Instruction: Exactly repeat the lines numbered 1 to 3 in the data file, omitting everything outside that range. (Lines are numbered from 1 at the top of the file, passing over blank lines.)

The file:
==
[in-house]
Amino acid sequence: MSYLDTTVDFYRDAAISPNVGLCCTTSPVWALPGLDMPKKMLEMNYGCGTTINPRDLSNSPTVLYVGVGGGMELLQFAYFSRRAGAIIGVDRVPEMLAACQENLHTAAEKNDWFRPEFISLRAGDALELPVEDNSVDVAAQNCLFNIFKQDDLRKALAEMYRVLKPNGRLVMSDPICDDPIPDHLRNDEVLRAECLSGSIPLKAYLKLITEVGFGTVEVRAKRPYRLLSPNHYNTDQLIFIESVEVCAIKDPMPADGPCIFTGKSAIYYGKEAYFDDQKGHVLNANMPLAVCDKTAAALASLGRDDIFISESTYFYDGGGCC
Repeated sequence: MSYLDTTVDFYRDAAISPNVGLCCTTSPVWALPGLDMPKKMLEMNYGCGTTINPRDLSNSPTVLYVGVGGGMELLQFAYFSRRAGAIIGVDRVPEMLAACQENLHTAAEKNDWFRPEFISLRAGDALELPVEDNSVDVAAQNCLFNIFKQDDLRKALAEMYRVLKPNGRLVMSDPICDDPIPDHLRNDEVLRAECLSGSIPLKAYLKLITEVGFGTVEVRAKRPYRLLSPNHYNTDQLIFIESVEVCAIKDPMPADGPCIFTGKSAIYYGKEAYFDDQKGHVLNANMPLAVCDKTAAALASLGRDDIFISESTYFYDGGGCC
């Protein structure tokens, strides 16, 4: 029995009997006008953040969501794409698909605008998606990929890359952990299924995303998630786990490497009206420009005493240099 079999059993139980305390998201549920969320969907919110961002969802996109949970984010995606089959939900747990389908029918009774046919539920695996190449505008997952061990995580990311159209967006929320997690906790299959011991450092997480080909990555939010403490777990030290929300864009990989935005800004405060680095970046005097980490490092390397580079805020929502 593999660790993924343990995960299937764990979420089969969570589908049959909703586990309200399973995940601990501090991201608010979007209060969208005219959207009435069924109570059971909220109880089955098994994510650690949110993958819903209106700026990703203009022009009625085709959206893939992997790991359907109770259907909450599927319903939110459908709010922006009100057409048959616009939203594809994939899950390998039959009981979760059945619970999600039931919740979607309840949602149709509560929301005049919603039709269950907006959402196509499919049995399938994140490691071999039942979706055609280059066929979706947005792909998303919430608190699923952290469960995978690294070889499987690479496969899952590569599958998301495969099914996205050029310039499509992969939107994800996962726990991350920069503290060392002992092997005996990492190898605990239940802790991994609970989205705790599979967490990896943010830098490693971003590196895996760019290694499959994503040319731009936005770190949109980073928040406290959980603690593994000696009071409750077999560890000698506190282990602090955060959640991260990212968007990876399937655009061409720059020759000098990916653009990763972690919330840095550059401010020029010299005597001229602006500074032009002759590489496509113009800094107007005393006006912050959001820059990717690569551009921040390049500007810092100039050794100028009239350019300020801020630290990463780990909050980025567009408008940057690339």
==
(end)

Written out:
[in-house]
Amino acid sequence: MSYLDTTVDFYRDAAISPNVGLCCTTSPVWALPGLDMPKKMLEMNYGCGTTINPRDLSNSPTVLYVGVGGGMELLQFAYFSRRAGAIIGVDRVPEMLAACQENLHTAAEKNDWFRPEFISLRAGDALELPVEDNSVDVAAQNCLFNIFKQDDLRKALAEMYRVLKPNGRLVMSDPICDDPIPDHLRNDEVLRAECLSGSIPLKAYLKLITEVGFGTVEVRAKRPYRLLSPNHYNTDQLIFIESVEVCAIKDPMPADGPCIFTGKSAIYYGKEAYFDDQKGHVLNANMPLAVCDKTAAALASLGRDDIFISESTYFYDGGGCC
Repeated sequence: MSYLDTTVDFYRDAAISPNVGLCCTTSPVWALPGLDMPKKMLEMNYGCGTTINPRDLSNSPTVLYVGVGGGMELLQFAYFSRRAGAIIGVDRVPEMLAACQENLHTAAEKNDWFRPEFISLRAGDALELPVEDNSVDVAAQNCLFNIFKQDDLRKALAEMYRVLKPNGRLVMSDPICDDPIPDHLRNDEVLRAECLSGSIPLKAYLKLITEVGFGTVEVRAKRPYRLLSPNHYNTDQLIFIESVEVCAIKDPMPADGPCIFTGKSAIYYGKEAYFDDQKGHVLNANMPLAVCDKTAAALASLGRDDIFISESTYFYDGGGCC